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17 Wisconsinites have died as a result of Elizabethkingia since outbreak began in November

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MADISON — Additional deaths have been linked to an outbreak of a bloodstream infection as the number of cases grows in Wisconsin.

The Wisconsin Department of Health Services says 17 people with infections caused by Elizabethkingia bacteria have died since the outbreak began in November. That’s an increase of two deaths since last week. The number of cases in 12 Wisconsin counties has also grown, from 48 to 54.

Health officials say the Wisconsin outbreak is the largest recorded in published literature.

The U.S. Centers for Disease Control and Prevention says the organism is common in the environment, including water and soil, but it rarely causes infections.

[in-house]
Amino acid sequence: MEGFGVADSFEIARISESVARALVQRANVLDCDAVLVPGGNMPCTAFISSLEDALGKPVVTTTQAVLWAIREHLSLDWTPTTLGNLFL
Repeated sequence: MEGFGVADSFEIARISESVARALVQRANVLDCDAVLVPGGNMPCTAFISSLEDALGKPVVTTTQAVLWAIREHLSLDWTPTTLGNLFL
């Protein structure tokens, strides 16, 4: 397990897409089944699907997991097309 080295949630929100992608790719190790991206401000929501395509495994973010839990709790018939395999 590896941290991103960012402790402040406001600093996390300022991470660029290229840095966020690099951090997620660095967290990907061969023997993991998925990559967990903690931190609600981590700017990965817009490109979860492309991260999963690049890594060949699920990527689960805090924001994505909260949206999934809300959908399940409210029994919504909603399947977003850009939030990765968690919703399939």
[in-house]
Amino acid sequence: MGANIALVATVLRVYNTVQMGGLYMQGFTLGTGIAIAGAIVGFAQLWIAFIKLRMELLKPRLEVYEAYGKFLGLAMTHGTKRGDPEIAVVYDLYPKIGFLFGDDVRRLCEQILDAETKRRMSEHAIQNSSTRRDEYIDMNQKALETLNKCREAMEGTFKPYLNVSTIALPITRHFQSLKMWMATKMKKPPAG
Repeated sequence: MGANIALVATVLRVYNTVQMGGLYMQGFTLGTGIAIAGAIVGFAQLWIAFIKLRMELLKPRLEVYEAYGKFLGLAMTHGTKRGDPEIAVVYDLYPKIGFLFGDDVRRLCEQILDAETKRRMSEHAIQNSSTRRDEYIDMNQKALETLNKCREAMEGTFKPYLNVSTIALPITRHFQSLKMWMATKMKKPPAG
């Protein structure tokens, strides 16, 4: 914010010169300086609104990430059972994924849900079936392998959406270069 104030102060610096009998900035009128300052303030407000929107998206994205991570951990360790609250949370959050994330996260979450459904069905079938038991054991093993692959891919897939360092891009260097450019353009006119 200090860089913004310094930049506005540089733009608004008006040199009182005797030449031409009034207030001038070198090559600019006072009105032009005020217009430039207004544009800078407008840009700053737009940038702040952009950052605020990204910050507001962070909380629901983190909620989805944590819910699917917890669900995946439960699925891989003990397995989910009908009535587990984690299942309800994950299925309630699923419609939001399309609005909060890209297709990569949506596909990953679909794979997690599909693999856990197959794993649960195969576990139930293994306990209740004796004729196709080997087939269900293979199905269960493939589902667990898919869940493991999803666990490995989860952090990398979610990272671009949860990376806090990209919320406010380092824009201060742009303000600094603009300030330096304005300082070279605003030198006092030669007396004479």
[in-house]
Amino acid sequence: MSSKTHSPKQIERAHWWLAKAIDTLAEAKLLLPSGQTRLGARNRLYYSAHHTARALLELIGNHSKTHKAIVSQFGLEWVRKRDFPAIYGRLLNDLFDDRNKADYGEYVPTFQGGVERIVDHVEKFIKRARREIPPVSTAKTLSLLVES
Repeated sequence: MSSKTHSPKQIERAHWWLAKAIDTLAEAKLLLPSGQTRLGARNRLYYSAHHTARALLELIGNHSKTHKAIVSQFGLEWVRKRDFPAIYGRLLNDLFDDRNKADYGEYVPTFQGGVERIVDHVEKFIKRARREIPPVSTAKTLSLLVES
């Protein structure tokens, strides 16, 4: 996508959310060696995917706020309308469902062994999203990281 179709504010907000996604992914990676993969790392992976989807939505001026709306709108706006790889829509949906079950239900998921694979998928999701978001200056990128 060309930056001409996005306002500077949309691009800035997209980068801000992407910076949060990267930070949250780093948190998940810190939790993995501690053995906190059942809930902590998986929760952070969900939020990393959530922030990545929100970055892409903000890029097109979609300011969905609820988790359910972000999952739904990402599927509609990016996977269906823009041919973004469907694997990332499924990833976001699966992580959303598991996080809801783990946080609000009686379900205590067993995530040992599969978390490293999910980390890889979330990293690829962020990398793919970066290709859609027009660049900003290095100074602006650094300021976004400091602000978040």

Because the cases tested so far come from the same genetic “fingerprint,” investigators are looking for a common source.

Meanwhile, health officials say they’ve confirmed that a western Michigan resident died after contracting a bloodstream infection that matches a Wisconsin outbreak.

The Michigan Department of Health and Human Services says Thursday, March 17th that it was notified by the Centers for Disease Control and Prevention of the match on March 11th. Michigan officials say the person who died was an older adult with underlying health conditions.